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Social Circle candidates sound off at forum
Council, school board hopefuls face citizens before Nov. 7 election
Jessica Hutcheson
Candidates Jessica Hutcheson (pictured), Tonia Lumpkin and Kimberley Donaldson, all running for the District 1 seat on the Social Circle Board of Education were in attendance during the city’s political forum held Thursday night, Oct. 26, 2017. Candidate Cassie Jones was not in attendance. - photo by Brittney Fitzpatrick

SOCIAL CIRCLE, Ga. — At Thursday night’s Social Circle candidate forum held by the Walton County Chamber of Commerce, only one of the three candidates showed up for the City Council District 1 seat, while only one of the eight candidates up for the different school board district seats was unable to attend.

William “Tim” Haney, former Main Street director for the city, took the lectern as plans were quickly changed when neither of his two opponents — Adolphus Gaither and Traysa Cody Price — showed.

Haney began by introducing himself, “I’ve been in Social Circle for three years now and we took the plunge and bought a historic home,” he said. “We love Social Circle and I have a simple focus in life which is, faith, family and community. That’s how I run our family.”

“I’m originally from Gwinnett County, grew up in Dacula, and I am a graduate of Georgia Southern University.

“The reason I put my name in the hat for City Council is because I want to give back, I want to be involved. We love the town and I really want to work hard for the city,” he said. “I have no hidden agendas. The only agenda I have is improving the quality of life in the city. There’s no doubt we are about to see a lot of growth and we need to make sure someone is on the council who will make smart decisions about the growth.”

A father of two children, Haney said the city needs to improve its parks and recreational opportunities.

“I think we could really enhance our parks, expand them, create trails, and I would love to work with the city to do that. We have some challenges in the downtown area that I also want to work on and make sure these older buildings are ready and prepared for the growth,” he said.

As far as those running for the school board, Cassie Jones, contender for the District 1 seat, was unable to make the evening’s forum due to a family event.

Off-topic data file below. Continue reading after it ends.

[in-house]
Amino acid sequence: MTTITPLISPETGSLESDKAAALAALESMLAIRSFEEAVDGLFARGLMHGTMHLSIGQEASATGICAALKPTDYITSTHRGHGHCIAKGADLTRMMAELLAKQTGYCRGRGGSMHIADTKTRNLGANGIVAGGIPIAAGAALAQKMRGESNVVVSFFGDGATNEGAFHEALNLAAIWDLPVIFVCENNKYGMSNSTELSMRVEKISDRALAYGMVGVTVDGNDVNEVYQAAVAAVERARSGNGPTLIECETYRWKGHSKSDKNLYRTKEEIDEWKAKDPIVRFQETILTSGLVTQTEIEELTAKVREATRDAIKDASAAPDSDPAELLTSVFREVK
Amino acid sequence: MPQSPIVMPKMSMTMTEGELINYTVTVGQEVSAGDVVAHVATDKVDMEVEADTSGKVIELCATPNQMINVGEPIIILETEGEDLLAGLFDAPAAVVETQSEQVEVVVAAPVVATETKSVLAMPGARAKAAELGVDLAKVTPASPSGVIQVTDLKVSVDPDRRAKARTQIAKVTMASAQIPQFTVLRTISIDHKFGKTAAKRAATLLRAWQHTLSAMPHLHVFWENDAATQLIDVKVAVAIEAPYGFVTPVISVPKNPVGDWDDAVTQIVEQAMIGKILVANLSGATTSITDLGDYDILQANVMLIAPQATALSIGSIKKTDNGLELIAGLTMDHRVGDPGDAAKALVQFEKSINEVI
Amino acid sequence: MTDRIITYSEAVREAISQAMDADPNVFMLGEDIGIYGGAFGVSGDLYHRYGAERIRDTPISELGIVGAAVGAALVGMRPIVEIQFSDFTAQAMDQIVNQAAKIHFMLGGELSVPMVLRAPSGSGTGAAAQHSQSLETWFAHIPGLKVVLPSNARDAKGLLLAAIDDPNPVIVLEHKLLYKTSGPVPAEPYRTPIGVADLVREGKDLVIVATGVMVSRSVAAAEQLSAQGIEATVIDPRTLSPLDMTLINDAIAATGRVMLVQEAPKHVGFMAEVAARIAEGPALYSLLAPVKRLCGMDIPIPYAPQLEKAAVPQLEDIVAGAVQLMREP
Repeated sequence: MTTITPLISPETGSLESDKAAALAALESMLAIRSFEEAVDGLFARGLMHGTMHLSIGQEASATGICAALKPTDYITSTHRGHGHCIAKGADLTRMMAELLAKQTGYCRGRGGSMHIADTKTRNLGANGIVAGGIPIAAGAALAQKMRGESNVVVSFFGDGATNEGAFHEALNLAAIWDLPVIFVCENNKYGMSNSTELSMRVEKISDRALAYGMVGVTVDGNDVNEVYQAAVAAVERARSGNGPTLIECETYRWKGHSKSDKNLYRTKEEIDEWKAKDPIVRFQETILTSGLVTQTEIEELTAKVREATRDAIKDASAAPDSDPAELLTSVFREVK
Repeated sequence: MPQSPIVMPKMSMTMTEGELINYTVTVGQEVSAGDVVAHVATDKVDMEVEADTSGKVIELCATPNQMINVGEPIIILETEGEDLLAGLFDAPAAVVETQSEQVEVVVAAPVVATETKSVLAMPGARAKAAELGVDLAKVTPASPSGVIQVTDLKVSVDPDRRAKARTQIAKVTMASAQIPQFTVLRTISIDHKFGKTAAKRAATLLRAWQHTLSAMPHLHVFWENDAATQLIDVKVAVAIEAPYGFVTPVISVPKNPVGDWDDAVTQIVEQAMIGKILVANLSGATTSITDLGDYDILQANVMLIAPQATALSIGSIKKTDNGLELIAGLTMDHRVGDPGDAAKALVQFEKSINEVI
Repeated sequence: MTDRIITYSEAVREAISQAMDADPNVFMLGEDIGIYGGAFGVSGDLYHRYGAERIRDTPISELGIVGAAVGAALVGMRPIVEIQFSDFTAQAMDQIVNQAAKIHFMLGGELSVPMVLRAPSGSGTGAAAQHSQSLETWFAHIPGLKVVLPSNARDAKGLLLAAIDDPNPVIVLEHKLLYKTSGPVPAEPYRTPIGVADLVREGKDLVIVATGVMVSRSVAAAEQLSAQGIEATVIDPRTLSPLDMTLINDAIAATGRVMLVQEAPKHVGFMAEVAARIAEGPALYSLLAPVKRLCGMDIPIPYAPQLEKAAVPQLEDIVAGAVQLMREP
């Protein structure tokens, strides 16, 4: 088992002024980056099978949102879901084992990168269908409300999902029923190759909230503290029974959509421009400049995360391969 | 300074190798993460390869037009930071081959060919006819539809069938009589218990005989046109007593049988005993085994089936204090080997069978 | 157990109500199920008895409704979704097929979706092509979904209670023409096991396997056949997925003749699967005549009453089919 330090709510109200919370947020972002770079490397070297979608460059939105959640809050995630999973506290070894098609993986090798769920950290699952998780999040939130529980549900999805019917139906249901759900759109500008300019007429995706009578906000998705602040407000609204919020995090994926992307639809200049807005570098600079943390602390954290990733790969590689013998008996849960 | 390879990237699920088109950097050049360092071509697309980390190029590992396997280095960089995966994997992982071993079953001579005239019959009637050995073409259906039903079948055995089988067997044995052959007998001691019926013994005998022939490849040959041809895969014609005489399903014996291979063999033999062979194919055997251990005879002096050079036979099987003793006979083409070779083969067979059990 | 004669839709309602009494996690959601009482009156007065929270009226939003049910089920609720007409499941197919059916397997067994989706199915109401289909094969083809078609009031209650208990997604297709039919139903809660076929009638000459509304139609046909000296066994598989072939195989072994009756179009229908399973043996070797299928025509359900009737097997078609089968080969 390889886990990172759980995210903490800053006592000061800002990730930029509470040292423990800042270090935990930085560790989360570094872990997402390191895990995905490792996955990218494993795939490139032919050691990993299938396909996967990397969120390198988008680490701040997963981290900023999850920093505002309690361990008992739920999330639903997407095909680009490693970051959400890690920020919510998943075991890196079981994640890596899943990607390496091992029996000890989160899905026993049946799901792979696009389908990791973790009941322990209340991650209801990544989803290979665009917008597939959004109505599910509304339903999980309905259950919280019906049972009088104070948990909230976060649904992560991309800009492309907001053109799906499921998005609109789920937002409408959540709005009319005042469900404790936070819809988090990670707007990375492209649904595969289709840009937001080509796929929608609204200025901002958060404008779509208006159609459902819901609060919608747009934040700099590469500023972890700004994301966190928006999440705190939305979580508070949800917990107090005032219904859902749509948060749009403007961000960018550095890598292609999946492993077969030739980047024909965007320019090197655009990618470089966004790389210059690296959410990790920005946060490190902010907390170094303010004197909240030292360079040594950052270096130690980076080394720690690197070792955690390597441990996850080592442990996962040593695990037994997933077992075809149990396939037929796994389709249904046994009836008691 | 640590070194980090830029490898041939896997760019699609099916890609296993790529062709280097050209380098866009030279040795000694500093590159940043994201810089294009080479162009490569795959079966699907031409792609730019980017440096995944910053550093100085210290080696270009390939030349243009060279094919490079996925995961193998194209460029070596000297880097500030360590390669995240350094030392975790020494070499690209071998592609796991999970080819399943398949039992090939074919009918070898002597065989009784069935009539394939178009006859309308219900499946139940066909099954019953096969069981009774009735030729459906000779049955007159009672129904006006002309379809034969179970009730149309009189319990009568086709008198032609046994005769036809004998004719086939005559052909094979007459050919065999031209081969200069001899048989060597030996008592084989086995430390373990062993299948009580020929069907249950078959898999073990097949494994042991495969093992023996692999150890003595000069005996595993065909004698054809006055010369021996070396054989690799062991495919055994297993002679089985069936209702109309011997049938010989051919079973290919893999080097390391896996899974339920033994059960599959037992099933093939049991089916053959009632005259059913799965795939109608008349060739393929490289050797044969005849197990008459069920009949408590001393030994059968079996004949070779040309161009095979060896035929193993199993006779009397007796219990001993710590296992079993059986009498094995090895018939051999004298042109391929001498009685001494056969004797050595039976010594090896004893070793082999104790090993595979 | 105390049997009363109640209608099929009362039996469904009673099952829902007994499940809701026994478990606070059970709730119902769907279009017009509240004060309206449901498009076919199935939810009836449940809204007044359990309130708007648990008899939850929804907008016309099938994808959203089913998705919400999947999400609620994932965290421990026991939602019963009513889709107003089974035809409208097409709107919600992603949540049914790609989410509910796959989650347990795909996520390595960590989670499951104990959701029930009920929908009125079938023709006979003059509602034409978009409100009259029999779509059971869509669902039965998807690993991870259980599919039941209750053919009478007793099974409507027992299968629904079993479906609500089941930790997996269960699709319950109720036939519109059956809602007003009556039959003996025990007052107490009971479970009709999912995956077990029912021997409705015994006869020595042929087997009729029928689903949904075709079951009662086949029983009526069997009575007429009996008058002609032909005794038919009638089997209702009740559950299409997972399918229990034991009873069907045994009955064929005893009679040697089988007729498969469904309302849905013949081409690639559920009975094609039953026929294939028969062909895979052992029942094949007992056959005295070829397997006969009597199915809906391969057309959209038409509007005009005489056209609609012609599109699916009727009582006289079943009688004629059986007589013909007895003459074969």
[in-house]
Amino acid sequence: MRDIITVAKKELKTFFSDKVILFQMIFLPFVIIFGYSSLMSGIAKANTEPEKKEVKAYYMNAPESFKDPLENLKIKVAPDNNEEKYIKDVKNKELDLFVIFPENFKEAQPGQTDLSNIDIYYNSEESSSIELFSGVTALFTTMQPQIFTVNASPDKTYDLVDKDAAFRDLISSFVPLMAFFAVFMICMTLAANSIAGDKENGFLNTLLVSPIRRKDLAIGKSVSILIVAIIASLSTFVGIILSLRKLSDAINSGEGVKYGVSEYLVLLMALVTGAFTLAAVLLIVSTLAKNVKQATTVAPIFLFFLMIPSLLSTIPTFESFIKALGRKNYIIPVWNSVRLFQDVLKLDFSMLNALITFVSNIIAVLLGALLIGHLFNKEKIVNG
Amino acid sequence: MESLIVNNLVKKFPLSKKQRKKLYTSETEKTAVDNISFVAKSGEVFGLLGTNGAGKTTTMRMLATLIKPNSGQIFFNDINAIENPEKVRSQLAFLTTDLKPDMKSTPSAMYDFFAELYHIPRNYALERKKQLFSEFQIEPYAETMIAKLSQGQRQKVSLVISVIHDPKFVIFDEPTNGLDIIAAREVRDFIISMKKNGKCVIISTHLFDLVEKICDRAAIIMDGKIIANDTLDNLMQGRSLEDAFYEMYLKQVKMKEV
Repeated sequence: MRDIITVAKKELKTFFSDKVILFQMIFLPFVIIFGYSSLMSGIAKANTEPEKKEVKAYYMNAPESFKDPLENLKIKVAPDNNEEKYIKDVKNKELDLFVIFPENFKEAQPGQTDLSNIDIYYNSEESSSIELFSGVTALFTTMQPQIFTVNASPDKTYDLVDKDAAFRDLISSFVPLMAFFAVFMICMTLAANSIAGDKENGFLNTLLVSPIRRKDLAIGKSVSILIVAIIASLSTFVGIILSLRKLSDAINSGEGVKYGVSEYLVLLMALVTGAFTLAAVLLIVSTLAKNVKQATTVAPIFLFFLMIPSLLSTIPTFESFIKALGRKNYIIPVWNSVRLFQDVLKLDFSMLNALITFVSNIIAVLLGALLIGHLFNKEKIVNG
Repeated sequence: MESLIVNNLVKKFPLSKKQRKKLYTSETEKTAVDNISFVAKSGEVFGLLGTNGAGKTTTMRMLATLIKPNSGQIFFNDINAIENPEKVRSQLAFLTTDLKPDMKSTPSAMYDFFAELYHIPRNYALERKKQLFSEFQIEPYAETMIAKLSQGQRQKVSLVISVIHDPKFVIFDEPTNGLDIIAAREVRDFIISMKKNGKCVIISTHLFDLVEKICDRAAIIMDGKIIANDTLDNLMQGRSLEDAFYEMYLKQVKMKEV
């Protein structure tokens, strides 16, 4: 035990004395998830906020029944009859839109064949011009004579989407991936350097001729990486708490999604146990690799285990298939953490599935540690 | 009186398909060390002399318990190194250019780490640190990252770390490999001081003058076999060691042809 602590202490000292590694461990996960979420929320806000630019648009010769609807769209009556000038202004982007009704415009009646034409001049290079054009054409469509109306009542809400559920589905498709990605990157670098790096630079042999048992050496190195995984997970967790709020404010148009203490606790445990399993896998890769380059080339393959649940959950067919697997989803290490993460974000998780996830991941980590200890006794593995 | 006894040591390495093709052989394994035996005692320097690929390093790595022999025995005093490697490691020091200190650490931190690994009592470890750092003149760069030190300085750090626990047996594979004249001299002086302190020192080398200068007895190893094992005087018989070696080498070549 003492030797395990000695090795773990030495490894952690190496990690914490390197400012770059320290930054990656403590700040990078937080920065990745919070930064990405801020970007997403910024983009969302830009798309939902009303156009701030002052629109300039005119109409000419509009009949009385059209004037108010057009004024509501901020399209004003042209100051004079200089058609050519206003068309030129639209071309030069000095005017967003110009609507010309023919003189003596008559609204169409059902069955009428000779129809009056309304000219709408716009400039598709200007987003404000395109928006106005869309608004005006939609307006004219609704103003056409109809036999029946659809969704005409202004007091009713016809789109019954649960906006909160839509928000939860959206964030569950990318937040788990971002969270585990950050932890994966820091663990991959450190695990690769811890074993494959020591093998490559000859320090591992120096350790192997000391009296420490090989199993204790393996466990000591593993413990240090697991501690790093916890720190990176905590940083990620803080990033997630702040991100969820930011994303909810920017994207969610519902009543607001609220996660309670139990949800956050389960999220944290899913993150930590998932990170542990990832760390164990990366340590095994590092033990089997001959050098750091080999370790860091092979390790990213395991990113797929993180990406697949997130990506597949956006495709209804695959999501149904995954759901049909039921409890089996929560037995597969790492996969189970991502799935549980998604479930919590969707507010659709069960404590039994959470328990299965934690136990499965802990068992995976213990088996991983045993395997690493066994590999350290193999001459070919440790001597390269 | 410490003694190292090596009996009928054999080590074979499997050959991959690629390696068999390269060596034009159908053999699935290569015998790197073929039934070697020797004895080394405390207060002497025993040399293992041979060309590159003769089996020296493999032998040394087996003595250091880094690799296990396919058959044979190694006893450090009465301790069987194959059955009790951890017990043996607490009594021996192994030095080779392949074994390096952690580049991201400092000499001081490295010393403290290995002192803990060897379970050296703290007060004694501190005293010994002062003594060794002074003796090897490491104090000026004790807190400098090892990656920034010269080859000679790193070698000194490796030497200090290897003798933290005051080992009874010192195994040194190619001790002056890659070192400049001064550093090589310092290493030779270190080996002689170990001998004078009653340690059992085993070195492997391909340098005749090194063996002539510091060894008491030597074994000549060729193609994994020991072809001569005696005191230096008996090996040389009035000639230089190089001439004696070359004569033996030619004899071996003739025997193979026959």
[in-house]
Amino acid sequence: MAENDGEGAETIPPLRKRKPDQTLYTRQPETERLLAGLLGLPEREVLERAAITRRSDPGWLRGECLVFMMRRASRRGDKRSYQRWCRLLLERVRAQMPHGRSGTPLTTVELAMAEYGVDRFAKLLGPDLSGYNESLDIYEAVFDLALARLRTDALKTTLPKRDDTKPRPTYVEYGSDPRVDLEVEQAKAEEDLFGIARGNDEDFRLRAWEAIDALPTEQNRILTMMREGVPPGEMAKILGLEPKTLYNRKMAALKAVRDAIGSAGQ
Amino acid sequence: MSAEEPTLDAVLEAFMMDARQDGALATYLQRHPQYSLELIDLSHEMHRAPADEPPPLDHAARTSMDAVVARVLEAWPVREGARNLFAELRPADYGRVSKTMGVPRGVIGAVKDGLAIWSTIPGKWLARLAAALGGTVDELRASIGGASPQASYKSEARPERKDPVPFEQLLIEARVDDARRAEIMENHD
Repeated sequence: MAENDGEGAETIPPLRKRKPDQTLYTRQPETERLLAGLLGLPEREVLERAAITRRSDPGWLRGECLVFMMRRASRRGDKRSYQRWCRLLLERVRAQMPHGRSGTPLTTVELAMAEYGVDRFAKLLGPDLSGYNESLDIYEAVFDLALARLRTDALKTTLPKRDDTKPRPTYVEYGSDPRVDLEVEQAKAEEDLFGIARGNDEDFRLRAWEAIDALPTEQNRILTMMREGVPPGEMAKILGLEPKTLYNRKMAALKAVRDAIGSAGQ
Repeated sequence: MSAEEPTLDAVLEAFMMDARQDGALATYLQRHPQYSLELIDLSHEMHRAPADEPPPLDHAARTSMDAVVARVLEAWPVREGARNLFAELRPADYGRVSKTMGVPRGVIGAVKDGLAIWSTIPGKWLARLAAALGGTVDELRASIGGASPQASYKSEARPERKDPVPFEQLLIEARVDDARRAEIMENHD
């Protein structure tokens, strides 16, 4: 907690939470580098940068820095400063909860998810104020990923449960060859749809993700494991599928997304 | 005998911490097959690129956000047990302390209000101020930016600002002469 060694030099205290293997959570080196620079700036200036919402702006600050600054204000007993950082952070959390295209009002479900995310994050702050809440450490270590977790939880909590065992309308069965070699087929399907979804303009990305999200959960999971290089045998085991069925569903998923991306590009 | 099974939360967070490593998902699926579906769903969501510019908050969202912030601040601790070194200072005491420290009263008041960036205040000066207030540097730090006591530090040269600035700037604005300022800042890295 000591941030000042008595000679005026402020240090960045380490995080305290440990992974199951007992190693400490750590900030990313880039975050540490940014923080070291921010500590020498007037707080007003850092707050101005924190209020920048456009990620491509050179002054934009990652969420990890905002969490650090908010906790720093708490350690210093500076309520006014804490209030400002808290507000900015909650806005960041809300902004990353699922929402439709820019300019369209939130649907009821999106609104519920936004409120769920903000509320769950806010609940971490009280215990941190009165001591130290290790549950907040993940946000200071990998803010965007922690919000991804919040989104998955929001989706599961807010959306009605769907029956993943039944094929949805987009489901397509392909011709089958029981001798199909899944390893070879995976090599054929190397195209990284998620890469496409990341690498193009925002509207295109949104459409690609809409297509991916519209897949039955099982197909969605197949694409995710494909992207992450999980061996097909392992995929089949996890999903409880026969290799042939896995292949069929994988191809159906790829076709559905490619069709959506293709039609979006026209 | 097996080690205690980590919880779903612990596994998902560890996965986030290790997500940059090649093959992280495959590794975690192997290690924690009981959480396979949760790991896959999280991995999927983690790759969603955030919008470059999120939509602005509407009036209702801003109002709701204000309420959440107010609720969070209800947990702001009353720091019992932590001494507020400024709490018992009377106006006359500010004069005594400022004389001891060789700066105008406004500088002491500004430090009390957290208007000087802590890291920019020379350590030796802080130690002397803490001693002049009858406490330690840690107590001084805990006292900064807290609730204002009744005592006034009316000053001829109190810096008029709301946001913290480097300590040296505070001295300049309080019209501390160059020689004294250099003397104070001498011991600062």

The first question, “Describe a project or initiative related to public education which you’ve led and the impact of your work,” received a wide variety of answers from the candidates.

Jessica Hutcheson, candidate running for the District 1 seat, said, “I have such a passion for early childhood literacy, so I started Tales for Tots, a program here in Social Circle’s library.

“I volunteer twice a month and have learned by hearing about the impact from the families. How it helps the children get ready for the school system, gives them a comfort level that learning is fun.”

Tonia Lumpkin, also running for the District 1 seat, said, “The only thing I can think of is an organization I am a part of, which is the Annie Pauline Henderson Scholarship Foundation. We help high school students who are trying to go to college, funds and scholarships needed to purchase books.

“We also do a back-to-school drive each year and put together bookbags with school supplies and have between 200 to 500 students who benefit from the drive.”

When asked, “What do you consider to be the top priorities for Social Circle (City) Schools to continue positive progress,” Jamie Peterson, District 2 incumbent said,

“I think we need to work on our sciences and increasing our pathways. That’s another way to provide all sorts of things. The school board has asked for help from the city and we are in the process of trying to get new facilities for our students.”

Her opponent, Antonio Rico Jackson, said he believes the top priorities are getting behind the faculty and staff throughout the school system who are the ones taking care of the children during the day.

“We also need more work-related programs, because I’m sure we all know that not every child is going to college or go to a technical school,” he said. “We need to get the kids who aren’t going to college, other options.”

Charlie Akin
Charles Akin, incumbent running for the District 4 seat, said, “We really need to focus on academic improvement through the teachers program, through the Board of Education and the staff in order to enhance the productivity of these students.

“We need to expand the ag (agriculture) program and bring new things to the system to teach our young people how to be more productive when they graduate.”

Sabrina Sanford-Flint, opponent for the District 4 seat, believes the greatest challenge in the school system is being able to reach every child, every day.

“A lot of children come to school with a lot of other issues or baggage and the teachers have to be equipped with the passion along with the qualification to make a difference in a child’s life.”

Kimberley Donaldson, contender for the District 1 seat, said, “I’m the only person I think here that is actually a teacher, working in the schools right now, and I can tell you that these initiatives are great but we need to find a way to fund them. We need to create partnerships with businesses and encourage entrepreneurship. No one goes into teaching for the money and I don’t know a single colleague of mine who isn’t passionate about their students.”

All of those up for seats in various districts were able to come to the same conclusion when it came to the students: There needs to be more available for them in and out of the classrooms.

Election Day is Nov. 7.